Most seekers who accept advice have trouble distinguishing the good from the bad. Research shows that they value advice more if it comes from a confident source, even though confidence doesn’t signal validity. Conversely, seekers tend to assume that advice is off-base when it veers from the norm or comes from people with whom they’ve had frequent discord. (Experimental studies show that neither indicates poor quality.) Seekers also don’t embrace advice when advisers disagree among themselves. And they fail to compensate sufficiently for distorted advice that stems from conflicts of interest, even when their advisers have acknowledged the conflicts and the potential for self-serving motives.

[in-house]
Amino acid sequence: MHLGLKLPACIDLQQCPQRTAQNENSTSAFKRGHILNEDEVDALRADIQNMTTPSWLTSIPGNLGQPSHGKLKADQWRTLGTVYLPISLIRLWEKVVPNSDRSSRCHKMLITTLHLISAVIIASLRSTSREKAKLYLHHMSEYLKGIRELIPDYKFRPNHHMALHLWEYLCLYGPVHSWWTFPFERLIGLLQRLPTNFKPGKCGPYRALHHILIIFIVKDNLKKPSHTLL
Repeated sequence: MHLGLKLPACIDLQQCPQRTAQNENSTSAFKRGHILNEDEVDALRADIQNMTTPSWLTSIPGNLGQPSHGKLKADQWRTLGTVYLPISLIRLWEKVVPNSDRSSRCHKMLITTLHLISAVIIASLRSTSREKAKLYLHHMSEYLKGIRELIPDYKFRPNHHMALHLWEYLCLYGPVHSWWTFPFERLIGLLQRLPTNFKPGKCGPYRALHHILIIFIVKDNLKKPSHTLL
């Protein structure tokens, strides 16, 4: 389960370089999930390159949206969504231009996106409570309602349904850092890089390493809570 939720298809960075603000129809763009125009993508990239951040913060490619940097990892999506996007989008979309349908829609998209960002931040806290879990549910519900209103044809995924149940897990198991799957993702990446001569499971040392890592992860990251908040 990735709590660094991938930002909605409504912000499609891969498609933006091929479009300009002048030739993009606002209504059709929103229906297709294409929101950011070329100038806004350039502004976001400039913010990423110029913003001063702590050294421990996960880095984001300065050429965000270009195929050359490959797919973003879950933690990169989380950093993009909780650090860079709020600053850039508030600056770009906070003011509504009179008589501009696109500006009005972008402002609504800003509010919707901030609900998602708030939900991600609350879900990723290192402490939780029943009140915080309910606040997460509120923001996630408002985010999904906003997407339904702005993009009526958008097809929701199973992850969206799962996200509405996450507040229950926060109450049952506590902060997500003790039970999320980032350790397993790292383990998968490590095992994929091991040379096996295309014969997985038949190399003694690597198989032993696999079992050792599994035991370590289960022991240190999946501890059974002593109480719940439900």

– David A. Garvin and Joshua D. Margolis, subsection on “Misjudging the quality of advice” in “The Art of Giving and Receiving Advice,” Harvard Business Review, January-February 2015, p. 64